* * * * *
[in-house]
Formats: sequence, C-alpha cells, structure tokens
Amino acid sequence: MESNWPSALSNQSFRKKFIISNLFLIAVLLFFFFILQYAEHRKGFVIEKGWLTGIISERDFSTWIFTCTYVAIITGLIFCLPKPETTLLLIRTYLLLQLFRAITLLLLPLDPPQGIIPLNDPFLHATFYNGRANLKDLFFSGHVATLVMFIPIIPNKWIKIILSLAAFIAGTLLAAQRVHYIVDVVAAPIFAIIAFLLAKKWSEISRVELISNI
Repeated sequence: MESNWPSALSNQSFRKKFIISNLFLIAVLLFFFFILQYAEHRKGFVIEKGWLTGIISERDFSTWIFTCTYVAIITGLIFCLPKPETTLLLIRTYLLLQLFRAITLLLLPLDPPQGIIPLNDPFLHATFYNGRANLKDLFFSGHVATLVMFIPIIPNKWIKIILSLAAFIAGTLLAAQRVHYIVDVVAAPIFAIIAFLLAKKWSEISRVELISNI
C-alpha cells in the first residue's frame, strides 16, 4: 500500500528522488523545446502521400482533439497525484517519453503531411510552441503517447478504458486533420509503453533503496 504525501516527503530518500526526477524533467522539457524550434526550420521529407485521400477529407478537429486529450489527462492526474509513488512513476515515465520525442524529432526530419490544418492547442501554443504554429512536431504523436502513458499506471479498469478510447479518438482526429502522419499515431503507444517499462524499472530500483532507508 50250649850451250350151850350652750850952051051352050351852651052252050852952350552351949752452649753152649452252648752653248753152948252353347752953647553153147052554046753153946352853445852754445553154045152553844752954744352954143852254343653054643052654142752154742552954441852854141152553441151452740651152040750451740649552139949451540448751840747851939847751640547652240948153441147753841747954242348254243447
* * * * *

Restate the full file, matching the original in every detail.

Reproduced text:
[in-house]
Formats: sequence, C-alpha cells, structure tokens
Amino acid sequence: MESNWPSALSNQSFRKKFIISNLFLIAVLLFFFFILQYAEHRKGFVIEKGWLTGIISERDFSTWIFTCTYVAIITGLIFCLPKPETTLLLIRTYLLLQLFRAITLLLLPLDPPQGIIPLNDPFLHATFYNGRANLKDLFFSGHVATLVMFIPIIPNKWIKIILSLAAFIAGTLLAAQRVHYIVDVVAAPIFAIIAFLLAKKWSEISRVELISNI
Repeated sequence: MESNWPSALSNQSFRKKFIISNLFLIAVLLFFFFILQYAEHRKGFVIEKGWLTGIISERDFSTWIFTCTYVAIITGLIFCLPKPETTLLLIRTYLLLQLFRAITLLLLPLDPPQGIIPLNDPFLHATFYNGRANLKDLFFSGHVATLVMFIPIIPNKWIKIILSLAAFIAGTLLAAQRVHYIVDVVAAPIFAIIAFLLAKKWSEISRVELISNI
C-alpha cells in the first residue's frame, strides 16, 4: 500500500528522488523545446502521400482533439497525484517519453503531411510552441503517447478504458486533420509503453533503496 504525501516527503530518500526526477524533467522539457524550434526550420521529407485521400477529407478537429486529450489527462492526474509513488512513476515515465520525442524529432526530419490544418492547442501554443504554429512536431504523436502513458499506471479498469478510447479518438482526429502522419499515431503507444517499462524499472530500483532507508 50250649850451250350151850350652750850952051051352050351852651052252050852952350552351949752452649753152649452252648752653248753152948252353347752953647553153147052554046753153946352853445852754445553154045152553844752954744352954143852254343653054643052654142752154742552954441852854141152553441151452740651152040750451740649552139949451540448751840747851939847751640547652240948153441147753841747954242348254243447